Story and photos by Trudy Frisk
I phoned my son to report. “I just killed a giant spider in the family room. I hit it with a shovel!” “It’s about time”, he replied.
Ah, Fall, the season when insects which have been annoying us outdoors try to make their way into the house to den up before the cold comes.
Normally I try to get along with Nature’s creatures. “Everything has its place”, I repeat piously, rescuing moths, taking mice outside, not sitting on the balcony as long as swallows are nesting above. But, when a woman sees a spider the size of a dinner plate, (oh, alright then, a tea-cup), scuttling across her floor, it’s Survivor time. I’d have hit it with a broom except that the broom was up on the next floor. A big spider can cover a lot of ground. Fast. Best just to grab the shovel from the utility room.
Spiders are getting sneakier, too. A recent trick is hiding among the letters in the mail box, then leaping to the floor once in the kitchen. Takes a keen eye and quick hand with the broom to keep ahead of them.
It’s not just spiders looking for a winter bivouac. No, spiders join slugs and wasps as the resident plagues, in this, The Year Of The Insect.
The slugs are winning their fight. I don’t use salt on food. Nevertheless, I’m constantly re-loading the salt shaker as I prowl the yard relentlessly salting visible slugs. Trouble is, like an ice-berg, what’s visible is only one-third of the problem. Slug replacements for each one deceased ooze in immediately. Talk about back-up! At this rate my yard will soon be a saline-encrusted desert over which slugs hold sway.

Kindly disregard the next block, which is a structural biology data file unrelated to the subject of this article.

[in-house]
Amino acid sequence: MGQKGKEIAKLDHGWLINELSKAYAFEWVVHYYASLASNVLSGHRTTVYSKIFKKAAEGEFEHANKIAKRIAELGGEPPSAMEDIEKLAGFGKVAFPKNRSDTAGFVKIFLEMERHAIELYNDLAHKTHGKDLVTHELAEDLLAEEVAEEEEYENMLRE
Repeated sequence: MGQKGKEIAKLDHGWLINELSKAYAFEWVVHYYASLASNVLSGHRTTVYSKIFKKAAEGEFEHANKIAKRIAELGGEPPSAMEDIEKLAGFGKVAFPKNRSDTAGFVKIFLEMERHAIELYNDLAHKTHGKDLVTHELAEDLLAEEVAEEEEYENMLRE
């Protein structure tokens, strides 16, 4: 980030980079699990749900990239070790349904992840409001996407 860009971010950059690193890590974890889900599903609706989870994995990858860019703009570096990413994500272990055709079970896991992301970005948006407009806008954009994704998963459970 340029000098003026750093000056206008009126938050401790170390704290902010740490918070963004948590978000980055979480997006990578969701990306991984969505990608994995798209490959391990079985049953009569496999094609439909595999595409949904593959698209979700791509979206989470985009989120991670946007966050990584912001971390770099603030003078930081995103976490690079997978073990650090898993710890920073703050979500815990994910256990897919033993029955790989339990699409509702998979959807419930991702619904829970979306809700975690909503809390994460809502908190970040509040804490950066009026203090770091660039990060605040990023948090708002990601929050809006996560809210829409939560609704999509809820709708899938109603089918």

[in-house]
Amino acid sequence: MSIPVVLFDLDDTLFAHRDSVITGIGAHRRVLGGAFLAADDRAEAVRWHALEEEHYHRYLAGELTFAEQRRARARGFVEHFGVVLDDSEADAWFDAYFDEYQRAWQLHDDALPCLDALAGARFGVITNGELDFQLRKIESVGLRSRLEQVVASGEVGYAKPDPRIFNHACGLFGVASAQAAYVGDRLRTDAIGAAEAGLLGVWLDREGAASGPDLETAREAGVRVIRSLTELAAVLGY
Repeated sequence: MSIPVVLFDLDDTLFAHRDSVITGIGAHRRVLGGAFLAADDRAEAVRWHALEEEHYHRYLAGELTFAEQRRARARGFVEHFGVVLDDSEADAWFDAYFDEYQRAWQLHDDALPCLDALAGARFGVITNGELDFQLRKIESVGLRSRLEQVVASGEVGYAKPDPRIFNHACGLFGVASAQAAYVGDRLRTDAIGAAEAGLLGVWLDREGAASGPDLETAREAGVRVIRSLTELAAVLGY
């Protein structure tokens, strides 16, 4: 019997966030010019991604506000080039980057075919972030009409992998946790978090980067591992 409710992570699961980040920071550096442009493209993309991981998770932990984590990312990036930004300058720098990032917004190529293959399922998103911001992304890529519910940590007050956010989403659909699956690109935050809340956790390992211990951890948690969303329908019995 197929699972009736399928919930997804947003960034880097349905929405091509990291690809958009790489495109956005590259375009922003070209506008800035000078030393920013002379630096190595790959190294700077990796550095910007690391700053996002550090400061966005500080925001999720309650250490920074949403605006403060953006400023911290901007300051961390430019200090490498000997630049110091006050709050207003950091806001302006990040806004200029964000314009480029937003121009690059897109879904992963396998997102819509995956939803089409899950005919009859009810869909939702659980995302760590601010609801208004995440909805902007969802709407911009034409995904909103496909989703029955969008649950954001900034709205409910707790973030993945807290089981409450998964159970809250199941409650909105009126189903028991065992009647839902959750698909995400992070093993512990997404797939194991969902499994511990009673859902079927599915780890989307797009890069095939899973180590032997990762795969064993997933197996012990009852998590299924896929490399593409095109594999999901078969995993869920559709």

Wasps have been the worst of all. In fact they’ve been such prevalent pests that wasp traps in the entire city were sold out and desperate people were on wait-lists for traps that might or might not arrive from suppliers.
I tried to co-exist, reasoning that, as long as I avoided their territory, -most of the front and back yards- and refrained from antagonizing them by watering the yard, cutting the grass or changing water in the bird bath, we could live in harmony. Unfortunately, the wasps never signed the non-aggression pact.
I’d returned from a weekend camping and hiking in grizzly country. Bear beds and trails, rotten logs clawed apart, were all around our tent site. Fresh bear tracks ahead of us in the damp mud of the trail up the mountain. And? Not a threatening move, not even a low growl from any bear.
The only wild-life that did damage was a wasp which made a totally unprovoked attack on me as I unloaded groceries from my own car in my own driveway. It hurt for days. This was war!
I bought a pheromone trap from the agricultural supply store. “I’ll just take this $5.99 bottle trap”, I told the clerk. “No, you won’t”, she insisted. “You need the pheromone trap and this is the last one I have.” I wondered if she was just trying to unload the last $l5.99 unproven trap. How wrong I was!
That pheromone trap worked on the wasps like Saturday night at the singles’ bar. For three weeks they crowded in hopefully, ignoring the fate of their deceased comrades already inside. Success in the back yard.